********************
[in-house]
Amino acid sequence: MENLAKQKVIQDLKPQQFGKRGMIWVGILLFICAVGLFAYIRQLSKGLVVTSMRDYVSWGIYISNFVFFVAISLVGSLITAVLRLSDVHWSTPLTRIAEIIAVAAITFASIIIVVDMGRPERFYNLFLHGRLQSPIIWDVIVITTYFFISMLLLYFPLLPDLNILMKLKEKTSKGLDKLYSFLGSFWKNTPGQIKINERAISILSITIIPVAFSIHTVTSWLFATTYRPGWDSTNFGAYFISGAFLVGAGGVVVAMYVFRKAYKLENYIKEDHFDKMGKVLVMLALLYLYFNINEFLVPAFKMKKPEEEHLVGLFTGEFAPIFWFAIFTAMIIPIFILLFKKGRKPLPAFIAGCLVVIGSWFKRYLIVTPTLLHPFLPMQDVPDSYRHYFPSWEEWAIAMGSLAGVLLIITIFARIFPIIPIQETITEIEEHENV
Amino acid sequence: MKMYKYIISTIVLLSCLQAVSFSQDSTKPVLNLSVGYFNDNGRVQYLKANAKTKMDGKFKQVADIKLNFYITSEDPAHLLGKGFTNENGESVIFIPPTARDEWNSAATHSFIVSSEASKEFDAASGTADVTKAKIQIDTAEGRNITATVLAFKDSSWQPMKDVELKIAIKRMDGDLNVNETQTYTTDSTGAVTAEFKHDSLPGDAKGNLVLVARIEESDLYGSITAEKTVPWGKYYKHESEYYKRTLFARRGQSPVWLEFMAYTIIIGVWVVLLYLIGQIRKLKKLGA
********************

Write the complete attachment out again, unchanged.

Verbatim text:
[in-house]
Amino acid sequence: MENLAKQKVIQDLKPQQFGKRGMIWVGILLFICAVGLFAYIRQLSKGLVVTSMRDYVSWGIYISNFVFFVAISLVGSLITAVLRLSDVHWSTPLTRIAEIIAVAAITFASIIIVVDMGRPERFYNLFLHGRLQSPIIWDVIVITTYFFISMLLLYFPLLPDLNILMKLKEKTSKGLDKLYSFLGSFWKNTPGQIKINERAISILSITIIPVAFSIHTVTSWLFATTYRPGWDSTNFGAYFISGAFLVGAGGVVVAMYVFRKAYKLENYIKEDHFDKMGKVLVMLALLYLYFNINEFLVPAFKMKKPEEEHLVGLFTGEFAPIFWFAIFTAMIIPIFILLFKKGRKPLPAFIAGCLVVIGSWFKRYLIVTPTLLHPFLPMQDVPDSYRHYFPSWEEWAIAMGSLAGVLLIITIFARIFPIIPIQETITEIEEHENV
Amino acid sequence: MKMYKYIISTIVLLSCLQAVSFSQDSTKPVLNLSVGYFNDNGRVQYLKANAKTKMDGKFKQVADIKLNFYITSEDPAHLLGKGFTNENGESVIFIPPTARDEWNSAATHSFIVSSEASKEFDAASGTADVTKAKIQIDTAEGRNITATVLAFKDSSWQPMKDVELKIAIKRMDGDLNVNETQTYTTDSTGAVTAEFKHDSLPGDAKGNLVLVARIEESDLYGSITAEKTVPWGKYYKHESEYYKRTLFARRGQSPVWLEFMAYTIIIGVWVVLLYLIGQIRKLKKLGA